recently picked up quite a handy piece of advice, and I wanted to pass it on. It’s called “Yes, No, and I’ll Think About It.” And, I’m pretty sure it’s gonna make my job (and yours) as a mediator a LOT easier!

All of us have probably been in mediations (or, at least, heard about mediations) where the parties can’t make a decision. Or, they make a decision and go on and on and on about WHY he/she has made the decision.

So, here’s a handy tip if you find yourself in that kind of situation: Apply the “Yes, No, I’ll Think About It” strategy.untitled (15)

Either at the beginning of the mediation–or at any time after–inform the parties that they won’t have to defend their position on anything if they don’t want to. Instead, they can answer with “Yes,” “No,” or “I’ll Think About It.” Case closed.

Naturally, we all want to give our answer–and, then defend the reasons why we answered the way we did. But, I find that it isn’t helpful to learn why a person makes a decision to accept or pass on a concession. It just seems to lengthen the amount of time it takes to move on (although, it may help the person defending the position feel better).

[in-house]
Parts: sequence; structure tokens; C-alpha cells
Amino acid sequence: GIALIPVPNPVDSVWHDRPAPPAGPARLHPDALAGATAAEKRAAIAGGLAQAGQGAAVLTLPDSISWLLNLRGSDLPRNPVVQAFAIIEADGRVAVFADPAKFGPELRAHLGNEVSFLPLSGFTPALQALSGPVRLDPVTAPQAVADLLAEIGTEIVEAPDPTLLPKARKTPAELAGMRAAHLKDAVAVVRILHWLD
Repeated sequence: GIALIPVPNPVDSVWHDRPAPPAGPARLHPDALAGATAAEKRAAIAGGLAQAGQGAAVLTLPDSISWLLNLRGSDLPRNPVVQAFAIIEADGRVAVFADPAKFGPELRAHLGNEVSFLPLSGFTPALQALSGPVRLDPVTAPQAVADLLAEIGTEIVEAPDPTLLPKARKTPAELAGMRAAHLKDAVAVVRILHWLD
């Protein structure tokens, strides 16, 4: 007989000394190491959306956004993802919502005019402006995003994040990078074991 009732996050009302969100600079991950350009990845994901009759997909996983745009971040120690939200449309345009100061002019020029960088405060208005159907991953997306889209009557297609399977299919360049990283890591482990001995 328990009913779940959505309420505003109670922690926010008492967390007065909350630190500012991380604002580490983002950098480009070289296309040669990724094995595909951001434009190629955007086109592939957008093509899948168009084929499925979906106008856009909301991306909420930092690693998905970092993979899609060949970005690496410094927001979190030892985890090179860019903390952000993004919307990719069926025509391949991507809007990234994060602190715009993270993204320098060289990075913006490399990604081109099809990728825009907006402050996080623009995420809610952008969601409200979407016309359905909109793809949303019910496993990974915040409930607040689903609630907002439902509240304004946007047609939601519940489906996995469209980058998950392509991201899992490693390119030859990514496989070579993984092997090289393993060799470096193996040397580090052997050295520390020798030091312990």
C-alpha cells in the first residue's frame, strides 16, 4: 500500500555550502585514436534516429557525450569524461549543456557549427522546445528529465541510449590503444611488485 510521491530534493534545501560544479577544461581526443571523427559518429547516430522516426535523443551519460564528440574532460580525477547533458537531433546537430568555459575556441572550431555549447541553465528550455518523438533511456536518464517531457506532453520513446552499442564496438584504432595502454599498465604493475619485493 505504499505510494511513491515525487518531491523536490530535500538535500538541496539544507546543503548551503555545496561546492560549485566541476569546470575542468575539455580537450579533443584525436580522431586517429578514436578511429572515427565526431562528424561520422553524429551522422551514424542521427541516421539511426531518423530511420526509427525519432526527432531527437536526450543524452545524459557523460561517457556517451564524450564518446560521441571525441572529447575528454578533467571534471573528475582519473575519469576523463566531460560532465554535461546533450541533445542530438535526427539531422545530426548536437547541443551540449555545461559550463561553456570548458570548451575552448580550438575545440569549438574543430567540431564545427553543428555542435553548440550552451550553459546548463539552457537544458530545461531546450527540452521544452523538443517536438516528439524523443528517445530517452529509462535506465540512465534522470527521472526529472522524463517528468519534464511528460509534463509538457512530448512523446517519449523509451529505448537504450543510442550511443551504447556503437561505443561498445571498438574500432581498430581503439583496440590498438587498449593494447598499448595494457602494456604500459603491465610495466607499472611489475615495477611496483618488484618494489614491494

Instead, if all the parties involved understand that the “why” isn’t necessary, then, it makes it easier to accept an answer and move on to a more productive discussion.

I really like this idea, and I can even think of ways this could be helpful outside of the mediation room (in parenting, for example). So, try it out and see how it works–and report back!


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